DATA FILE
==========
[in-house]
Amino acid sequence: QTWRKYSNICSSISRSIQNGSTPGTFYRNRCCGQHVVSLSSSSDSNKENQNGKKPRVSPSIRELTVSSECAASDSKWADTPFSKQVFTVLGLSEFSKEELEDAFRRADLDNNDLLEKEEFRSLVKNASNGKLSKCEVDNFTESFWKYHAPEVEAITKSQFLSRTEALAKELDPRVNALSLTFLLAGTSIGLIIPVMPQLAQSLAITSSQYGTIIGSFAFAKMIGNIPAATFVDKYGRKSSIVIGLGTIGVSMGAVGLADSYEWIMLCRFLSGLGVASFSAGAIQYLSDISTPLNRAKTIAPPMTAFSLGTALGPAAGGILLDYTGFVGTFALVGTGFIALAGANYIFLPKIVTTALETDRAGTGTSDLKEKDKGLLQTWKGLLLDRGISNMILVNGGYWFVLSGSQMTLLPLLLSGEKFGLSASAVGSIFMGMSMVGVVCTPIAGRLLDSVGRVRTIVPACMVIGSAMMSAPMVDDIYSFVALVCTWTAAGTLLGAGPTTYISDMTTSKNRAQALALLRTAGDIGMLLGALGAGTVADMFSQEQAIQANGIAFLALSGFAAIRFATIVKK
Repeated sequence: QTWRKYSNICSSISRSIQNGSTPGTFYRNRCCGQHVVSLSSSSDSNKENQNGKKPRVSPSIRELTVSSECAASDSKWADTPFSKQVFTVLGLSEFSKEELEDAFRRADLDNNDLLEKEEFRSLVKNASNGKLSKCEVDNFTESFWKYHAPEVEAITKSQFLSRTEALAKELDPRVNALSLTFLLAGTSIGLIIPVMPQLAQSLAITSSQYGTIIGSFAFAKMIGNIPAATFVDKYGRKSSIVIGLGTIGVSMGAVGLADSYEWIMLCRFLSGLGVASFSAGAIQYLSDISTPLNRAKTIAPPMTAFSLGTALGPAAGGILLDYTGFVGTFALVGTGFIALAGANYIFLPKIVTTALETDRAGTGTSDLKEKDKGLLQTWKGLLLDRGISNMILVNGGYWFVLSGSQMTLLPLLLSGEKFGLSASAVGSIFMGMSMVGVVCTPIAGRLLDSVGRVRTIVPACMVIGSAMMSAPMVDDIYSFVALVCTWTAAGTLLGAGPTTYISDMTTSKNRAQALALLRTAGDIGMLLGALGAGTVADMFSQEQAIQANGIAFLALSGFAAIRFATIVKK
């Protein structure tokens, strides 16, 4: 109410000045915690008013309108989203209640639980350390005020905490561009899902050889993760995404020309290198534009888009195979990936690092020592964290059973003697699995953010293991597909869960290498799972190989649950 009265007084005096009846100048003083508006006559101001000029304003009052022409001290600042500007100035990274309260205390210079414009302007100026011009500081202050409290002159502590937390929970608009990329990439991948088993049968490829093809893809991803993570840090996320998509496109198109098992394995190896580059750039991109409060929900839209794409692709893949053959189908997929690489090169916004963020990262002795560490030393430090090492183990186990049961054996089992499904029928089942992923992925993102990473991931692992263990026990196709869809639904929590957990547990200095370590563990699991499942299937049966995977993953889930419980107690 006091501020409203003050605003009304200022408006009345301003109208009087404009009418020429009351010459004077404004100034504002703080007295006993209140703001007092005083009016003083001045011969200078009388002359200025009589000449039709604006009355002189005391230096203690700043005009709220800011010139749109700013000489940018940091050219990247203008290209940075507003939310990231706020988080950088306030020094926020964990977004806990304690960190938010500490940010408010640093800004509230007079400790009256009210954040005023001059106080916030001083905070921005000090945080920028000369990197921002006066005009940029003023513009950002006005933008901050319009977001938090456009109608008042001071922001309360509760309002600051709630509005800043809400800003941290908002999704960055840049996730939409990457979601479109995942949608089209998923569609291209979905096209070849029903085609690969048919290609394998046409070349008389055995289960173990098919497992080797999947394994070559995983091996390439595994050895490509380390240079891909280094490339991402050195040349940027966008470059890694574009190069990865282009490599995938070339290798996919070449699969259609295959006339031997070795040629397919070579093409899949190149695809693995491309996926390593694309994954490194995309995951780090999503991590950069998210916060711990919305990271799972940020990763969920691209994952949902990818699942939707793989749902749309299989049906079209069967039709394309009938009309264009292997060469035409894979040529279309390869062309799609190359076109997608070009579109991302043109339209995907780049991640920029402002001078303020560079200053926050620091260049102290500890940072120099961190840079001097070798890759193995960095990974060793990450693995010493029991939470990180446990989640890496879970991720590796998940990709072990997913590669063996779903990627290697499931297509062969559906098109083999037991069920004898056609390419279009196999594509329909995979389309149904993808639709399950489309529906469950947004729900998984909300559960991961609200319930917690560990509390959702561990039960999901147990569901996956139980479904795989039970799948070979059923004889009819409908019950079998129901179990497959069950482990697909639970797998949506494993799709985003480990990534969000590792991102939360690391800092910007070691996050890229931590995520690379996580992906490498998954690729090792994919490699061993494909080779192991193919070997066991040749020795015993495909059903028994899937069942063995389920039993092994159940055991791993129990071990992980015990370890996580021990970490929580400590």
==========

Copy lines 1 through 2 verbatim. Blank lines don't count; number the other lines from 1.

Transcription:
[in-house]
Amino acid sequence: QTWRKYSNICSSISRSIQNGSTPGTFYRNRCCGQHVVSLSSSSDSNKENQNGKKPRVSPSIRELTVSSECAASDSKWADTPFSKQVFTVLGLSEFSKEELEDAFRRADLDNNDLLEKEEFRSLVKNASNGKLSKCEVDNFTESFWKYHAPEVEAITKSQFLSRTEALAKELDPRVNALSLTFLLAGTSIGLIIPVMPQLAQSLAITSSQYGTIIGSFAFAKMIGNIPAATFVDKYGRKSSIVIGLGTIGVSMGAVGLADSYEWIMLCRFLSGLGVASFSAGAIQYLSDISTPLNRAKTIAPPMTAFSLGTALGPAAGGILLDYTGFVGTFALVGTGFIALAGANYIFLPKIVTTALETDRAGTGTSDLKEKDKGLLQTWKGLLLDRGISNMILVNGGYWFVLSGSQMTLLPLLLSGEKFGLSASAVGSIFMGMSMVGVVCTPIAGRLLDSVGRVRTIVPACMVIGSAMMSAPMVDDIYSFVALVCTWTAAGTLLGAGPTTYISDMTTSKNRAQALALLRTAGDIGMLLGALGAGTVADMFSQEQAIQANGIAFLALSGFAAIRFATIVKK